In the comments to an earlier post, Matt Freeman expresses objections to what he considers an "us versus them" approach to this discussion. He writes: "We need to stop talking in terms of us versus them, especially when "they" are "us."

Perhaps Matt will find this surprising, but we are in agreement. They are us. That's the point.

I am reading a book entitled NonViolent Communication: A Language of Life by Marshall B. Rosenberg. In Chapter 2: Communication That Blocks Compassion, Rosenberg lists "Denial of Responsibility" as one of those things. He writes: "We deny responsibility for our actions when we attribute their cause to:
Vague, impersonal forces.Our condition, diagnosis, personal or psychological history.The actions of others.The dictates of authority.Group pressure.Institutional policies, rules and regulations.Gender roles, social riles, or age roles.Uncontrollable impulses." (p 20)He goes on to give an example that I th…

As If I Needed Another Platform

Ian Mackenzie asked me to write a guest post at "Theatre Is Territory." So I wrote something about theatre education, which he aptly titled "Theatre school in the age of compliance." Thanks, Ian, for giving me a chance to talk to your readers.

It's Beginning to Happen...

...can you sense it?

Don Hall feels it. And he's calling for action.
Mike Daisey feels it.
Nick Keenan feels it.
Nick feels it.
Travis Bedard feels it.
Matt feels it. (Note: Well, maybe not. See comments.)
Isaac feels it.
Adam feels it.
The Director feels it.
Mr. Excitement feels it.
Butts in Seats feels it.
Tom feels it.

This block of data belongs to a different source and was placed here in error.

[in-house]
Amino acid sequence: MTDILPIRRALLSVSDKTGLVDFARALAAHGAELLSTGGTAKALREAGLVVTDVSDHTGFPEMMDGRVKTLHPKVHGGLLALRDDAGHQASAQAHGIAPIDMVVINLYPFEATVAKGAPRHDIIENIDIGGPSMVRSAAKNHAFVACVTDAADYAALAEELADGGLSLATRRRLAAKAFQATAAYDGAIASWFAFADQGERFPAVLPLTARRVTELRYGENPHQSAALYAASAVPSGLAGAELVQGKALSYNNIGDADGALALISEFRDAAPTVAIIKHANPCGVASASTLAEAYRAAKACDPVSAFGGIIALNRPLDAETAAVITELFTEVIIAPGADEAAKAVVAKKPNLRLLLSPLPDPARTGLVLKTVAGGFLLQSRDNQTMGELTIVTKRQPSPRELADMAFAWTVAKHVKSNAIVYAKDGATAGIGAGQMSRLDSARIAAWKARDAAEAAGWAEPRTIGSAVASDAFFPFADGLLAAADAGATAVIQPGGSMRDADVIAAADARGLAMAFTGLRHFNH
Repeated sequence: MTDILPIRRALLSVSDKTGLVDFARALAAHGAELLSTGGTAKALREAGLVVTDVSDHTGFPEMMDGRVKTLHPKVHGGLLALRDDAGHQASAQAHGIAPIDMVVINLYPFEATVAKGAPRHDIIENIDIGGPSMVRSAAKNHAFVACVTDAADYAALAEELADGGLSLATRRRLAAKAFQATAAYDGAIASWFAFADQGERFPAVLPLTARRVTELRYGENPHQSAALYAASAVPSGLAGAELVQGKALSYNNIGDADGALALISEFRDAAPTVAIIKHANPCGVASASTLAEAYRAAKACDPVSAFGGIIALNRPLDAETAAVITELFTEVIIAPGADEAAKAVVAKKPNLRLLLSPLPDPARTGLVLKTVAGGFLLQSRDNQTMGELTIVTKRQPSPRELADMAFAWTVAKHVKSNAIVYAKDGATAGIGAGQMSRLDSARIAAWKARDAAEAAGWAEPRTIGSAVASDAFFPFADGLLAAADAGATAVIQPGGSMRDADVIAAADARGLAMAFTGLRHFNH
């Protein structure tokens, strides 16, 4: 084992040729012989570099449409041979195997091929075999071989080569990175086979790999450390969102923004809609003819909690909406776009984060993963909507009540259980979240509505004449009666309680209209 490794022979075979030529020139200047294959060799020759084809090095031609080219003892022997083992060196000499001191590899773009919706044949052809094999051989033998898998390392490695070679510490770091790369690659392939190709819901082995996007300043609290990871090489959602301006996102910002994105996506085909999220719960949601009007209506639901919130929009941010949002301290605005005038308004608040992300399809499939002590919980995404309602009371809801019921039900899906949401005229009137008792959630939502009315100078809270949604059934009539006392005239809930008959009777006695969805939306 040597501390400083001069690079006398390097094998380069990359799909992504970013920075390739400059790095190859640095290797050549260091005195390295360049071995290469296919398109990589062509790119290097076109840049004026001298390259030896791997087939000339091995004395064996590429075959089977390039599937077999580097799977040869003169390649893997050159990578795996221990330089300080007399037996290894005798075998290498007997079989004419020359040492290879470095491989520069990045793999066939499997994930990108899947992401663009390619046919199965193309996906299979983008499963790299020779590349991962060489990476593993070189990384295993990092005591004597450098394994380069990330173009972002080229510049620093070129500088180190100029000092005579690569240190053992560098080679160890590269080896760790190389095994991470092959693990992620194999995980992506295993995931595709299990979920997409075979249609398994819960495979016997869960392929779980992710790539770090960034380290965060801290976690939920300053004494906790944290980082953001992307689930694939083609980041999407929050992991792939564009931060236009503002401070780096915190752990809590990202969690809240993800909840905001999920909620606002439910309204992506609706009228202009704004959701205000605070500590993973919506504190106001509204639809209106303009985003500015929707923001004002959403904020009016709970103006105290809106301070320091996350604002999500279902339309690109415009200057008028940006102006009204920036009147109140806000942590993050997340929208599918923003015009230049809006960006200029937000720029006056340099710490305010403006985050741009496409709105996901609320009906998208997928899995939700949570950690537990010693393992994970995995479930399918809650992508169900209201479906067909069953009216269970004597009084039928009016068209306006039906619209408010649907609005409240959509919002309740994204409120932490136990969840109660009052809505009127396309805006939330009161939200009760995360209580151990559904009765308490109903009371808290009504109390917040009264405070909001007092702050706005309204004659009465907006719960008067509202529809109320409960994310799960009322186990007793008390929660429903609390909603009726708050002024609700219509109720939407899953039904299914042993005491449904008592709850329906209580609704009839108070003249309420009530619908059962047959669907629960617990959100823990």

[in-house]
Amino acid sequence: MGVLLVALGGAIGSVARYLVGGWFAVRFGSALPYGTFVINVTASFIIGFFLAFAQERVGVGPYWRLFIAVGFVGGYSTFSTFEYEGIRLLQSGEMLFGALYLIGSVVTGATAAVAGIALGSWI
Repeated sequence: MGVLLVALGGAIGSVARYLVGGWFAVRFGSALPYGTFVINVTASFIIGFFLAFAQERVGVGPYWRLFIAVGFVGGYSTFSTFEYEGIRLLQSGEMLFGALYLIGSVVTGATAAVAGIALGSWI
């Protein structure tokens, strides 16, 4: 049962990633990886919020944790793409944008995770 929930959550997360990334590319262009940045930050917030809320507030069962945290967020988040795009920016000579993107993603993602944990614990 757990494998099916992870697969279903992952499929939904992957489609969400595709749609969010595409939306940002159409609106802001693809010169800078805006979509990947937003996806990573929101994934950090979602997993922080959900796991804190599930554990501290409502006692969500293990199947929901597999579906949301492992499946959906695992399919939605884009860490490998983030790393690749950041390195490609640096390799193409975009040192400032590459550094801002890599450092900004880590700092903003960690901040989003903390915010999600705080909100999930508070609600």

No matter what you feel the answer is, there seems to be great agreement in the theatrosphere that the current system is broken. We may look back years from now and see Mike Daisey's performance as the tipping point, the moment when the desire for change really started to gather momentum. Or maybe, as Don says, we are all being infused with Obama's sense of hope. I don't know. All I know is that, instead of talking about tips for staying afloat in the current system, there seems to be a willingness to acknowledge there are problems and start considering alternatives.

Don is promising an "Off Loop Freedom Charter" for the Chicago theatre people. Others in…


Nick over at Rat Sass, in a post aptly titled "Nylachi...You're Fired," has designated me the Donald Trump of the alternative theatre world. I love it! I'm going to start combing may hair from way over on the side from now on! I think I can do that pugnaciously pouty mouth thing he does really good, too. I can't wait to have my own reality show, "The Tribe." Here's the show's cut line: "You say you want to be in my tribe? Prove it!"

The issue Nick is discussing is a good one. In a comment on a previous post, he described my fairly stringent rejection of all things fame-and-fortune as Puritanical. In his post, he points to Steppenwolf as an example of a group who might have started out with tribelike intentions, but once they took Balm in Gilead to New York, the actors scattered to film and television. So true. But here is my question: should we see this defection as having benefitted the theatre?